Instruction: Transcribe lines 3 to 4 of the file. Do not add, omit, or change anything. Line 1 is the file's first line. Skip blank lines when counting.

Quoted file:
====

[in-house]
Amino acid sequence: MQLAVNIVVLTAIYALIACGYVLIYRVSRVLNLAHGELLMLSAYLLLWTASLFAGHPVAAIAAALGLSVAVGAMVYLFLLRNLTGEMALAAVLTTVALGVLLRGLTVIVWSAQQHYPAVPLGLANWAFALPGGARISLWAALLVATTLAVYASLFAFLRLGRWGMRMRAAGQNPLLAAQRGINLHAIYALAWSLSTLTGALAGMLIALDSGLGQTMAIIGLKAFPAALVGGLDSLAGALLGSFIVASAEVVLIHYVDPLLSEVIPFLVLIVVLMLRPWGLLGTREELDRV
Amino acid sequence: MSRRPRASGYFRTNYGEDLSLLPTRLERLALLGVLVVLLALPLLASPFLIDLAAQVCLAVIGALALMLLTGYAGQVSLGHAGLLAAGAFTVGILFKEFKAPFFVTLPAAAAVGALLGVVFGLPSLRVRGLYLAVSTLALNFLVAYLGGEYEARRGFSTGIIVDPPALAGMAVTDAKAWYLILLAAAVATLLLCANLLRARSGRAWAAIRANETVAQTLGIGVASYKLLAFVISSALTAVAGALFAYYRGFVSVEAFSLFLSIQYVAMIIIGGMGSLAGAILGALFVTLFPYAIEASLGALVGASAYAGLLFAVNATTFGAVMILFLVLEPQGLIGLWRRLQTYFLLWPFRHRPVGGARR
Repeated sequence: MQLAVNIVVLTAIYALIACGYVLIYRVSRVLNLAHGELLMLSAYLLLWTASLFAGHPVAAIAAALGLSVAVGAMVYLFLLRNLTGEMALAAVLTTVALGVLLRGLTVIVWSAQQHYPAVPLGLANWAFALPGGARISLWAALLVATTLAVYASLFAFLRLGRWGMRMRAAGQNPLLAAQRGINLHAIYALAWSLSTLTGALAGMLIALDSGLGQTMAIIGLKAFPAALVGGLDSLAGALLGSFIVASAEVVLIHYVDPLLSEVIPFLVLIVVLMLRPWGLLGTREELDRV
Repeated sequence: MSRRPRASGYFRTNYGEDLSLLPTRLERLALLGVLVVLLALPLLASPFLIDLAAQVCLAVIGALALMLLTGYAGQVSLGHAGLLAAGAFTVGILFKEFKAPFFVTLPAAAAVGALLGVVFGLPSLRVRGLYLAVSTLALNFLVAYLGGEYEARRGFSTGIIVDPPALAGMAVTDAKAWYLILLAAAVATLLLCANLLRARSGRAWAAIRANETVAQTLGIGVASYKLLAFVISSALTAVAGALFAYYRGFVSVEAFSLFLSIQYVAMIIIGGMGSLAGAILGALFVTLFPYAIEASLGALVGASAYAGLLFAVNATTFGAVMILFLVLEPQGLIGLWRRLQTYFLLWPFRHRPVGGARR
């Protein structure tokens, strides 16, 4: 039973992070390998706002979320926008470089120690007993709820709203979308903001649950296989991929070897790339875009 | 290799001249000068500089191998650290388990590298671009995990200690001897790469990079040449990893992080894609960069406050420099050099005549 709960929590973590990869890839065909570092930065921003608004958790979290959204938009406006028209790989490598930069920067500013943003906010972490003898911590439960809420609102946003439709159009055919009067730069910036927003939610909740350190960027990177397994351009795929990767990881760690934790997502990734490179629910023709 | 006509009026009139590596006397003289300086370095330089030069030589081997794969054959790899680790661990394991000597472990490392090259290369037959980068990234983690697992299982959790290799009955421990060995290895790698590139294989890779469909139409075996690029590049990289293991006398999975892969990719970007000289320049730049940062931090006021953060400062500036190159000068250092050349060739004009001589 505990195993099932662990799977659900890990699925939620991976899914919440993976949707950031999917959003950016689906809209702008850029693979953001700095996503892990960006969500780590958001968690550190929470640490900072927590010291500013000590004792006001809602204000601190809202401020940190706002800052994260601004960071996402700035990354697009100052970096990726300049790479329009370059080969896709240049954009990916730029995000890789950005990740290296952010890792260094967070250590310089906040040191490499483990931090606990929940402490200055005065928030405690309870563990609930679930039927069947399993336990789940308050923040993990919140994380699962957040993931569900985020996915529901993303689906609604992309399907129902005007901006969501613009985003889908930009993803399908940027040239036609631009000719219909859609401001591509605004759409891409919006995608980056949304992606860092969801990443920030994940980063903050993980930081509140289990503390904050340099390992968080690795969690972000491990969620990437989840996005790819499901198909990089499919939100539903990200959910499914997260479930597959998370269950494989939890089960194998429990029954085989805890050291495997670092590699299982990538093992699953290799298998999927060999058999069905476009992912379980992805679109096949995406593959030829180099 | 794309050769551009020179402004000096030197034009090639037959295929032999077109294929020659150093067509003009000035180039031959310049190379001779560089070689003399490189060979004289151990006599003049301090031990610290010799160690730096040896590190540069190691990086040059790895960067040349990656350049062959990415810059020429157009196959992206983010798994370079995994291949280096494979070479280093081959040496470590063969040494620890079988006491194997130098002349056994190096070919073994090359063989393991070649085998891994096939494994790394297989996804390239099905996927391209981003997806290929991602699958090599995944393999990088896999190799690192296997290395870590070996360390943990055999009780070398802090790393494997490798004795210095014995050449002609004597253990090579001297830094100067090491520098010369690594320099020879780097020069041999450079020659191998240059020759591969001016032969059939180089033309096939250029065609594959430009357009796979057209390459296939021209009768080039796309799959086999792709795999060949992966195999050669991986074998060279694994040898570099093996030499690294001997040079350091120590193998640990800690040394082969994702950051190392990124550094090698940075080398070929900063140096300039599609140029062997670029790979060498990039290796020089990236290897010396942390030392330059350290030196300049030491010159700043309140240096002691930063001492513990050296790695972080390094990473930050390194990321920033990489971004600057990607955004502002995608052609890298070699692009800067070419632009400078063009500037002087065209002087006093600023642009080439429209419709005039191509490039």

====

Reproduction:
Amino acid sequence: MSRRPRASGYFRTNYGEDLSLLPTRLERLALLGVLVVLLALPLLASPFLIDLAAQVCLAVIGALALMLLTGYAGQVSLGHAGLLAAGAFTVGILFKEFKAPFFVTLPAAAAVGALLGVVFGLPSLRVRGLYLAVSTLALNFLVAYLGGEYEARRGFSTGIIVDPPALAGMAVTDAKAWYLILLAAAVATLLLCANLLRARSGRAWAAIRANETVAQTLGIGVASYKLLAFVISSALTAVAGALFAYYRGFVSVEAFSLFLSIQYVAMIIIGGMGSLAGAILGALFVTLFPYAIEASLGALVGASAYAGLLFAVNATTFGAVMILFLVLEPQGLIGLWRRLQTYFLLWPFRHRPVGGARR
Repeated sequence: MQLAVNIVVLTAIYALIACGYVLIYRVSRVLNLAHGELLMLSAYLLLWTASLFAGHPVAAIAAALGLSVAVGAMVYLFLLRNLTGEMALAAVLTTVALGVLLRGLTVIVWSAQQHYPAVPLGLANWAFALPGGARISLWAALLVATTLAVYASLFAFLRLGRWGMRMRAAGQNPLLAAQRGINLHAIYALAWSLSTLTGALAGMLIALDSGLGQTMAIIGLKAFPAALVGGLDSLAGALLGSFIVASAEVVLIHYVDPLLSEVIPFLVLIVVLMLRPWGLLGTREELDRV